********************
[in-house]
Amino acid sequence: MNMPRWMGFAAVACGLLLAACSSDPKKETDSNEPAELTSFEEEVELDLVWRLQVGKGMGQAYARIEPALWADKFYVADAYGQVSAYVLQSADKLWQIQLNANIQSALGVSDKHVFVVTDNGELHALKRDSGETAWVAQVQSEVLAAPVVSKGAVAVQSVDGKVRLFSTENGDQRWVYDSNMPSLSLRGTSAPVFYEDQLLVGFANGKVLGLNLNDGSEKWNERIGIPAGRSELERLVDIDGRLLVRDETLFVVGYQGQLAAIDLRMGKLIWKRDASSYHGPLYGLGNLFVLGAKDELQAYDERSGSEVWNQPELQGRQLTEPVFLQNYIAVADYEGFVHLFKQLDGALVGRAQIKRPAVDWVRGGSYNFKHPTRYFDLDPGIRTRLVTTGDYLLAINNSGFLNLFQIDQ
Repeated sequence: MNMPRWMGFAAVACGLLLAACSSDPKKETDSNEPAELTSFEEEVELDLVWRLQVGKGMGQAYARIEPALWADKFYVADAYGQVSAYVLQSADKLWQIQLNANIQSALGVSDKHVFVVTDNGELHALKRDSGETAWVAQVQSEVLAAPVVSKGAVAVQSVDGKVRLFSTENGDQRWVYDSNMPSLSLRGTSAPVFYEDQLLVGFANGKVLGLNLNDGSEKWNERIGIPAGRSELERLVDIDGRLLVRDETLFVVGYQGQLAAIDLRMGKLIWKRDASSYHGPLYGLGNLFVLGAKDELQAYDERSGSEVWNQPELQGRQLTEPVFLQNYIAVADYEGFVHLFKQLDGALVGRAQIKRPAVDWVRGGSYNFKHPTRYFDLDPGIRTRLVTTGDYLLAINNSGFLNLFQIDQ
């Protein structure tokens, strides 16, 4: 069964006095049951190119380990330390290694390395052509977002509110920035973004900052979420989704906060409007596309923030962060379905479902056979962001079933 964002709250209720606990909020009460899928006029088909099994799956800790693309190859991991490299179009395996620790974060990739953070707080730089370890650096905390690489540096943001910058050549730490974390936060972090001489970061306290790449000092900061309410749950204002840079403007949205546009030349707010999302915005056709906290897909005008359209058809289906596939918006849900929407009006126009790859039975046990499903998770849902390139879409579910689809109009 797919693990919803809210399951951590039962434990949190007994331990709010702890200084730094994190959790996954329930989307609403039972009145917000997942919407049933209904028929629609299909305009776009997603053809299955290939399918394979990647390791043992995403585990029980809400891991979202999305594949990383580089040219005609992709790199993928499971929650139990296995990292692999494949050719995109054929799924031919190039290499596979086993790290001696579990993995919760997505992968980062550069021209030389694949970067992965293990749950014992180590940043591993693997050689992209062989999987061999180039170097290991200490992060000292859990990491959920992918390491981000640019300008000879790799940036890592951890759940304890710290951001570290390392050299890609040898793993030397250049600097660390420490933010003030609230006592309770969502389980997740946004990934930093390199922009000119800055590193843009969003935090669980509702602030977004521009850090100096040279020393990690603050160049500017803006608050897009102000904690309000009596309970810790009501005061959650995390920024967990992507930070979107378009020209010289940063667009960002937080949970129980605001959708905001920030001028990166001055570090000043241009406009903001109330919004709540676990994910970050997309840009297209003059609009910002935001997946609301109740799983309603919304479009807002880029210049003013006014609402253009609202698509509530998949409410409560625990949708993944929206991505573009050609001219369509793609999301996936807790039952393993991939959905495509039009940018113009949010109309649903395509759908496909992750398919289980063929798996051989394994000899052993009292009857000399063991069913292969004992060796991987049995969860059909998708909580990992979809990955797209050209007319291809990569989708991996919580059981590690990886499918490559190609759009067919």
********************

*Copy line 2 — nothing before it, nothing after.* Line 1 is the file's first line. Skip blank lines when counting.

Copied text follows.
Amino acid sequence: MNMPRWMGFAAVACGLLLAACSSDPKKETDSNEPAELTSFEEEVELDLVWRLQVGKGMGQAYARIEPALWADKFYVADAYGQVSAYVLQSADKLWQIQLNANIQSALGVSDKHVFVVTDNGELHALKRDSGETAWVAQVQSEVLAAPVVSKGAVAVQSVDGKVRLFSTENGDQRWVYDSNMPSLSLRGTSAPVFYEDQLLVGFANGKVLGLNLNDGSEKWNERIGIPAGRSELERLVDIDGRLLVRDETLFVVGYQGQLAAIDLRMGKLIWKRDASSYHGPLYGLGNLFVLGAKDELQAYDERSGSEVWNQPELQGRQLTEPVFLQNYIAVADYEGFVHLFKQLDGALVGRAQIKRPAVDWVRGGSYNFKHPTRYFDLDPGIRTRLVTTGDYLLAINNSGFLNLFQIDQ